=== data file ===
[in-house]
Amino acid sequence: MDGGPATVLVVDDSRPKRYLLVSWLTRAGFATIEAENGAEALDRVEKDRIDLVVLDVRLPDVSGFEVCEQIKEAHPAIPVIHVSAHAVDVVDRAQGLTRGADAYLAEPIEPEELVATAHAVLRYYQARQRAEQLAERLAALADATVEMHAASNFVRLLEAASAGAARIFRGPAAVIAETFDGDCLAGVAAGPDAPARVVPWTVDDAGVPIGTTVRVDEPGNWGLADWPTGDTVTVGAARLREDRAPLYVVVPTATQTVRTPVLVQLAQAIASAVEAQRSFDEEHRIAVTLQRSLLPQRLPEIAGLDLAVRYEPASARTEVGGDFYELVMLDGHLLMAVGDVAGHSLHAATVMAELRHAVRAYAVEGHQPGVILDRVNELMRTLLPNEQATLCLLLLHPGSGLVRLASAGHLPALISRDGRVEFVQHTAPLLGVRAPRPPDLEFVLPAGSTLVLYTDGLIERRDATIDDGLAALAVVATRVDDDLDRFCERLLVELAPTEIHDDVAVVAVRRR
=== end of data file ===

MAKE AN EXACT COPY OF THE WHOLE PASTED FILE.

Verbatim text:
[in-house]
Amino acid sequence: MDGGPATVLVVDDSRPKRYLLVSWLTRAGFATIEAENGAEALDRVEKDRIDLVVLDVRLPDVSGFEVCEQIKEAHPAIPVIHVSAHAVDVVDRAQGLTRGADAYLAEPIEPEELVATAHAVLRYYQARQRAEQLAERLAALADATVEMHAASNFVRLLEAASAGAARIFRGPAAVIAETFDGDCLAGVAAGPDAPARVVPWTVDDAGVPIGTTVRVDEPGNWGLADWPTGDTVTVGAARLREDRAPLYVVVPTATQTVRTPVLVQLAQAIASAVEAQRSFDEEHRIAVTLQRSLLPQRLPEIAGLDLAVRYEPASARTEVGGDFYELVMLDGHLLMAVGDVAGHSLHAATVMAELRHAVRAYAVEGHQPGVILDRVNELMRTLLPNEQATLCLLLLHPGSGLVRLASAGHLPALISRDGRVEFVQHTAPLLGVRAPRPPDLEFVLPAGSTLVLYTDGLIERRDATIDDGLAALAVVATRVDDDLDRFCERLLVELAPTEIHDDVAVVAVRRR